Thursday, May 18, 2017


Donating blood has been one of the simplest yet most fulfilling experiences I have ever had. I had the pleasure to do so this past year at school through LifeSource and was able to save up to three lives with my donation. The nurses that helped were so incredibly kind and gentle as well as the volunteers who took care of the donors after the entire process. One thing that did shock me, however, was during the survey portion, there were a series of questions that asked if I was either a male that had sexual contact with another male or a female who had come in sexual contact with a male that had been with another male in the past year. Then, I remembered learning about the history of AIDS/HIV during one of my science classes. In the 80’s, the disease was actually referred to as “GRIDS”- Gay-related Immune Disorder. After further research, the CDC confirmed that the disease indeed had no correlation to homosexuality, thus deeming it “AIDS”- Acquired Immune Deficiency. In fact, studies have shown that active gay men are in the lower percentile rank of those affected by AIDS/HIV. Still, Red Cross has banned all “gay” blood donations. Though we were donating through LifeSource, several students at Stevenson were turned away as well. This is one of the most basic forms of deviance. We are a society run by norms and social constructs- something man-made and subjective- and when one strays away, they are immediately pointed out as if he/she didn't stand out enough. A study called Saints and Roughnecks conducted by William Chambliss shows us how deviance comes in all shapes and sizes. It follows two groups of students: the upper middle class, straight-A Saints and the lower class, unkempt Roughnecks. Both behaved recklessly outside of class, but the Saints were always given the benefit of the doubt because their social class was able to polish their exterior and boost their academics; no one ever suspected anything of them. The Roughnecks, however, couldn't afford to mask their "crimes" with a nice wardrobe or A's on their report card. In both cases, deviance has inhibited them from assimilating and being accepted into their environment. These judgments are extremely superficial and discriminatory, often using unjust and poor reasoning. No one is better than you and you are better than no one.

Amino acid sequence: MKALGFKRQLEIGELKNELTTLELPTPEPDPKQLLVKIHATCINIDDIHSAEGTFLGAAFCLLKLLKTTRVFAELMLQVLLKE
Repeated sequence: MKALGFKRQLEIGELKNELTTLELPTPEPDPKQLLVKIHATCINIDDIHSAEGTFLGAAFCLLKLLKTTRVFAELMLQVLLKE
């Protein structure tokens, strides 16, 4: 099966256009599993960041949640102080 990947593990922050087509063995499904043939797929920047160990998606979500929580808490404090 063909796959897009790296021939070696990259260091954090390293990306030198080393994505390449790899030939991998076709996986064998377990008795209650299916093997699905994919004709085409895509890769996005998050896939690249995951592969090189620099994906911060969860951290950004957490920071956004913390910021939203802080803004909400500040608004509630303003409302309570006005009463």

Additionally, I was able to teach traditional Korean drumming to a group of 4-6th graders every Saturday since September. I give lessons based on what I have learned from my professional teachers. I enjoy my time there as I love drumming as well as sharing the knowledge of my deep rooted culture. The thing that fulfills me most is knowing how I am influencing these children to embrace their native culture and introducing them to a world of multiculturalism. Recently, my students learned that I will be serving in the US Army. Without a second of hesitation, a girl sat up and shouted, “I’m pretty sure girls can’t serve in the military.” Perplexed but more amused, I laughed and explained that both genders are eligible to serve in all branches of the military today. At first, they disputed and tried to convince me that ‘girls weren’t capable’. Then, another little one stood and assured me that, “you have a 50% chance of dying”. Though I didn’t take personal offense to any of these comments, I was rather astounded by how much they were influenced by socialization into gender. From a young age, I’ve been told what I can and cannot do or what I should or should not do. Though sexism is not as prevalent as it was back then, it still exists in modern day society. Tough Guise 2 explores how social constructs have affected the way we view gender and masculinity. In fact, much of violent behavior we see in the news isn’t attributed to gory video games but it is rather derived from a “traditional” mindset of what it is to be a real man- to be masculine is to be void of emotions and to persevere no matter what. Our young boys and men have been socialized to become these set standards, thus turning to the culture of violent masculinity for affirmation. The documentary also touches on how our culture blatantly objectifies women through advertisements and media. Due to this, men are seen as dominant while women are simply their counterparts- doing the lesser chores because they are perceived as weak and simply existing for pleasure because that’s what the media tells us. While many claim that these messages have no effect on them, it is untrue due to the implicit nature of them. It was extremely shocking to see to what extent this level of socialization had done to the children of this generation. Women have been a great contribution to our US military and history. Regardless of my students’ ignorance and lack of education, they immediately assume that women are inferior and incapable. This is the result of the priming our society has done to them regarding gender, norms, and roles.